Japanese Story has been frustrating critics from one end of Australia to the other; not because it’s a bad film, indeed, quite the reverse, but because it is almost impossible to actually discuss what the film is about without opening up a whole billabong of spoilers. This will be one such review.
I caught the film on the opening night of MIFF on a very rainy night in Melbourne in July; being transported to the red heat of Western Australia was welcome relief, even if only cinematically. Cast and crew were present, and the scriptwriter actually asked us not to give away the ending; I believe Hitchcock made the same request of his audience, so we had to be in for something interesting.
So, spoiler free, and some could argue content free, here’s my running account: The film starts out ordinary, even banal; mis-matched strangers are thrown together and, well shucks, they get to like each other. Around this part the film is so by-the-numbers that it wanders over into suck country. Then there’s an unexpected development, and by the time you’ve processed that, the film has become extraordinary, with a lyrical but in some ways unresolved ending of near-perfection.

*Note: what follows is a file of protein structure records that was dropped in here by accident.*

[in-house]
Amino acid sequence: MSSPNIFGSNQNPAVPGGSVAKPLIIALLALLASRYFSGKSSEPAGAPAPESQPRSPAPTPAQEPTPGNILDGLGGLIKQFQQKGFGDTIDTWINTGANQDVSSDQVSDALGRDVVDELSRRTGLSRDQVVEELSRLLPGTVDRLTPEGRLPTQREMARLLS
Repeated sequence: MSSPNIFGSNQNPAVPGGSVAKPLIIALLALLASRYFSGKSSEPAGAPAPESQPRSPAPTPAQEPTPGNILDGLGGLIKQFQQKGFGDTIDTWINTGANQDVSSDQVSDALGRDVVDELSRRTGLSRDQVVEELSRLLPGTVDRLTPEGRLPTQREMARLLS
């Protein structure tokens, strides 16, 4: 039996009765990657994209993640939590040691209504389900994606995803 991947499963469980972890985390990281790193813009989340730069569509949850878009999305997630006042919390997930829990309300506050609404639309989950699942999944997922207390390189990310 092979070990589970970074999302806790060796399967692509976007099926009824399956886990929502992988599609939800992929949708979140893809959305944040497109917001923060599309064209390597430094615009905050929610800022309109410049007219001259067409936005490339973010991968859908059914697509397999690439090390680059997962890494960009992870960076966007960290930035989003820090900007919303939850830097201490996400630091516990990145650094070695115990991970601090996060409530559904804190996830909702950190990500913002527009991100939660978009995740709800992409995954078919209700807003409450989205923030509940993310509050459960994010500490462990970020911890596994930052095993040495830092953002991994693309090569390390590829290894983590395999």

An armload of AFI awards later, it seems that Japanese Story is the best Australian film of 2003. I’d tend to agree. I was struck by similarities to Clara Law’s Goddess of 1967 (superficially perhaps, both feature an Aussie/Japanese tag-team road trip); whereas Law and cinematographer Dion Beebe made the more visually arresting film, Sue Brooks’ has more heart.
Four key factors contribute to the success of Japanese Story: an intelligent exploration of an unexpected issue; the lyrical music, blending as it does Australian and Japanese emotions; the cinematography, but then no-one ever did too badly pointing a camera at the Australian outback; and above all Toni Collette, whose talent at the current exchange rate surely must be worth at least 9.1 Nicole Kidmans.